Savannah ports make Atlanta attractive location for Amazon HQ2

SAVANNAH, GA (WTOC) - Members of the Liberty County Chamber of Commerce got an update on the Georgia Ports Authority's harbor deepening project and how it impacts their businesses.

The Georgia Ports Authority says it's already seeing a return on the project. The general manager for the Ports Economic and Industrial Development, Stacy Watson, says companies and businesses are looking to send goods to Savannah because the port can handle the larger ships with more containers.

"We actually have had more calls by the big ships that are over 7,000 TU capacity, more calls than any other port on the East Coast so we're doing well as far as the harbor deepening is concerned," Watson said.

The Georgia Port is also playing a key role in Atlanta's bid to become the future home of Amazon's second headquarters. Amazon announced Atlanta as one of the top 20 finalists for the new headquarters, which they're nicknaming 'HQ2.'

The Savannah port will be able to handle bigger ships the deeper it is.  So that makes the port a selling point when Georgia leaders talk business with Amazon.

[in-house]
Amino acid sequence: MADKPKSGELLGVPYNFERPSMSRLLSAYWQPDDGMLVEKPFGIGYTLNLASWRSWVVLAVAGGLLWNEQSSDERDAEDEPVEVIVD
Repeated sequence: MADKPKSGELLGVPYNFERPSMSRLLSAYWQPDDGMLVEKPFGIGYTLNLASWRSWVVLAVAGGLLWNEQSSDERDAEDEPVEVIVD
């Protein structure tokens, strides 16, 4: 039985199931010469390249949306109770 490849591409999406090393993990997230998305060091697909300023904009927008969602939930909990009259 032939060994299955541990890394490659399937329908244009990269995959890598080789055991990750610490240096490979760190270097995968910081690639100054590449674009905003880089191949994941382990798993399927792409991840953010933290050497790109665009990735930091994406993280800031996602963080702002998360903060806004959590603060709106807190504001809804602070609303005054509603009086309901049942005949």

The City of Savannah can expect to see more giant containerships once the deepening project is complete, and that may give Atlanta a slight edge to be selected.

"I do know that Amazon looks to serve that Atlanta market, and I do know that we are the port that offers the best service to Atlanta," Watson said.

The Savannah port is the fourth busiest container port in the nation and the fastest growing container port, Savannah's capacity to move products could be an alluring factor for Amazon.

"Amazon is one of our bigger customers. I'm not 100 percent sure as far as where we are in the process of being selected for HQ2, but I do know that Amazon is a very important customer for us," Watson said.

You may be wondering why the 20 city finalists are fighting so hard to become the location of Amazon's HQ2. It's because the winning city can expect around 50,000 new jobs and an economic blast of $5 billion dollars.

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